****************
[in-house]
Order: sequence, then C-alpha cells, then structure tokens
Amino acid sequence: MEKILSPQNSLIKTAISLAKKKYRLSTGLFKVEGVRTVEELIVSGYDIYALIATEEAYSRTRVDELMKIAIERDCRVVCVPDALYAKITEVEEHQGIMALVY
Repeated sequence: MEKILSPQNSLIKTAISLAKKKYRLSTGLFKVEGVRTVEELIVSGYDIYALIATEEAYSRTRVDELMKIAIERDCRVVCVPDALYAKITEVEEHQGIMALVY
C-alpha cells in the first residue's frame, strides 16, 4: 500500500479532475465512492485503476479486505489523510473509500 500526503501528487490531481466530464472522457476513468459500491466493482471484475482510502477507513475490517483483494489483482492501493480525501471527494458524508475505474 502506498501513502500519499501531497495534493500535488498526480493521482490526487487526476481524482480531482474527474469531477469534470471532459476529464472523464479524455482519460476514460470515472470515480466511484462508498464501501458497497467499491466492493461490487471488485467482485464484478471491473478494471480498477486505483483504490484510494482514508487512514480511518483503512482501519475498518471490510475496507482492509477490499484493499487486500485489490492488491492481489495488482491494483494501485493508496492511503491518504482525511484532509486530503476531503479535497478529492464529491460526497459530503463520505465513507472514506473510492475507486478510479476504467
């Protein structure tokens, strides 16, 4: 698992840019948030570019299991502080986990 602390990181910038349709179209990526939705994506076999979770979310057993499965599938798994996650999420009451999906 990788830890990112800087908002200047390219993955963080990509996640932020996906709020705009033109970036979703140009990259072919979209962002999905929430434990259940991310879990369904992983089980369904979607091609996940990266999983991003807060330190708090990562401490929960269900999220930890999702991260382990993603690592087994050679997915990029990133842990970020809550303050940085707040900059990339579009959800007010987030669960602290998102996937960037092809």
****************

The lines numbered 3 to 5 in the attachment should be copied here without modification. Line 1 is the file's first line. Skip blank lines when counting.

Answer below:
Amino acid sequence: MEKILSPQNSLIKTAISLAKKKYRLSTGLFKVEGVRTVEELIVSGYDIYALIATEEAYSRTRVDELMKIAIERDCRVVCVPDALYAKITEVEEHQGIMALVY
Repeated sequence: MEKILSPQNSLIKTAISLAKKKYRLSTGLFKVEGVRTVEELIVSGYDIYALIATEEAYSRTRVDELMKIAIERDCRVVCVPDALYAKITEVEEHQGIMALVY
C-alpha cells in the first residue's frame, strides 16, 4: 500500500479532475465512492485503476479486505489523510473509500 500526503501528487490531481466530464472522457476513468459500491466493482471484475482510502477507513475490517483483494489483482492501493480525501471527494458524508475505474 502506498501513502500519499501531497495534493500535488498526480493521482490526487487526476481524482480531482474527474469531477469534470471532459476529464472523464479524455482519460476514460470515472470515480466511484462508498464501501458497497467499491466492493461490487471488485467482485464484478471491473478494471480498477486505483483504490484510494482514508487512514480511518483503512482501519475498518471490510475496507482492509477490499484493499487486500485489490492488491492481489495488482491494483494501485493508496492511503491518504482525511484532509486530503476531503479535497478529492464529491460526497459530503463520505465513507472514506473510492475507486478510479476504467